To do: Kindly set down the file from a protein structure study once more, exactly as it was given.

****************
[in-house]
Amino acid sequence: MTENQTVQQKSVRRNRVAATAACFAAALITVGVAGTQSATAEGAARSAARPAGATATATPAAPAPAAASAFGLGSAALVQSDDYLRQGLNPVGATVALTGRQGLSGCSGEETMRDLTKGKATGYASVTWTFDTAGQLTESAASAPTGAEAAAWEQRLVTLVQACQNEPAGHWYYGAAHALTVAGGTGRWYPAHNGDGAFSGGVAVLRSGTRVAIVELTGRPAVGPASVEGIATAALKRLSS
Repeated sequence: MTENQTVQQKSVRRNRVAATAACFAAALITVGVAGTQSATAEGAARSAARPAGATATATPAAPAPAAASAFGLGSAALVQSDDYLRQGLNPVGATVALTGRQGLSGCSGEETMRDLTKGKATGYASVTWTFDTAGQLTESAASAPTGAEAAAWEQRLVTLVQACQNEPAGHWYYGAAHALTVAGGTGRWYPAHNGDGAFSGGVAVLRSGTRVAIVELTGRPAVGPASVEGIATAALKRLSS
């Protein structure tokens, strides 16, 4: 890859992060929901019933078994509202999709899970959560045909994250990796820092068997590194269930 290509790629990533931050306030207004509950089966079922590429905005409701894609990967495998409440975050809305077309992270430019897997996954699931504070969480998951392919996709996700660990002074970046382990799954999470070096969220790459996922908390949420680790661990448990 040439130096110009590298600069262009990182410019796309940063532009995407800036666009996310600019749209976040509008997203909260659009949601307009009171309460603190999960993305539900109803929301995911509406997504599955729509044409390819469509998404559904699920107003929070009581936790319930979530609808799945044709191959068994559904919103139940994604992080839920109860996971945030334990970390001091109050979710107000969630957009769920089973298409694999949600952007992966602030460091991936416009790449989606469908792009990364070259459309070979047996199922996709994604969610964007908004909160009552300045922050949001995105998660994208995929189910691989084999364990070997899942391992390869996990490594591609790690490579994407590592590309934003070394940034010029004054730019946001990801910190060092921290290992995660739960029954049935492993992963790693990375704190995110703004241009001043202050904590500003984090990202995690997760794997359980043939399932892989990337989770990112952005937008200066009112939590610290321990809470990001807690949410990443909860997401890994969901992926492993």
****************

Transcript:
[in-house]
Amino acid sequence: MTENQTVQQKSVRRNRVAATAACFAAALITVGVAGTQSATAEGAARSAARPAGATATATPAAPAPAAASAFGLGSAALVQSDDYLRQGLNPVGATVALTGRQGLSGCSGEETMRDLTKGKATGYASVTWTFDTAGQLTESAASAPTGAEAAAWEQRLVTLVQACQNEPAGHWYYGAAHALTVAGGTGRWYPAHNGDGAFSGGVAVLRSGTRVAIVELTGRPAVGPASVEGIATAALKRLSS
Repeated sequence: MTENQTVQQKSVRRNRVAATAACFAAALITVGVAGTQSATAEGAARSAARPAGATATATPAAPAPAAASAFGLGSAALVQSDDYLRQGLNPVGATVALTGRQGLSGCSGEETMRDLTKGKATGYASVTWTFDTAGQLTESAASAPTGAEAAAWEQRLVTLVQACQNEPAGHWYYGAAHALTVAGGTGRWYPAHNGDGAFSGGVAVLRSGTRVAIVELTGRPAVGPASVEGIATAALKRLSS
């Protein structure tokens, strides 16, 4: 890859992060929901019933078994509202999709899970959560045909994250990796820092068997590194269930 290509790629990533931050306030207004509950089966079922590429905005409701894609990967495998409440975050809305077309992270430019897997996954699931504070969480998951392919996709996700660990002074970046382990799954999470070096969220790459996922908390949420680790661990448990 040439130096110009590298600069262009990182410019796309940063532009995407800036666009996310600019749209976040509008997203909260659009949601307009009171309460603190999960993305539900109803929301995911509406997504599955729509044409390819469509998404559904699920107003929070009581936790319930979530609808799945044709191959068994559904919103139940994604992080839920109860996971945030334990970390001091109050979710107000969630957009769920089973298409694999949600952007992966602030460091991936416009790449989606469908792009990364070259459309070979047996199922996709994604969610964007908004909160009552300045922050949001995105998660994208995929189910691989084999364990070997899942391992390869996990490594591609790690490579994407590592590309934003070394940034010029004054730019946001990801910190060092921290290992995660739960029954049935492993992963790693990375704190995110703004241009001043202050904590500003984090990202995690997760794997359980043939399932892989990337989770990112952005937008200066009112939590610290321990809470990001807690949410990443909860997401890994969901992926492993």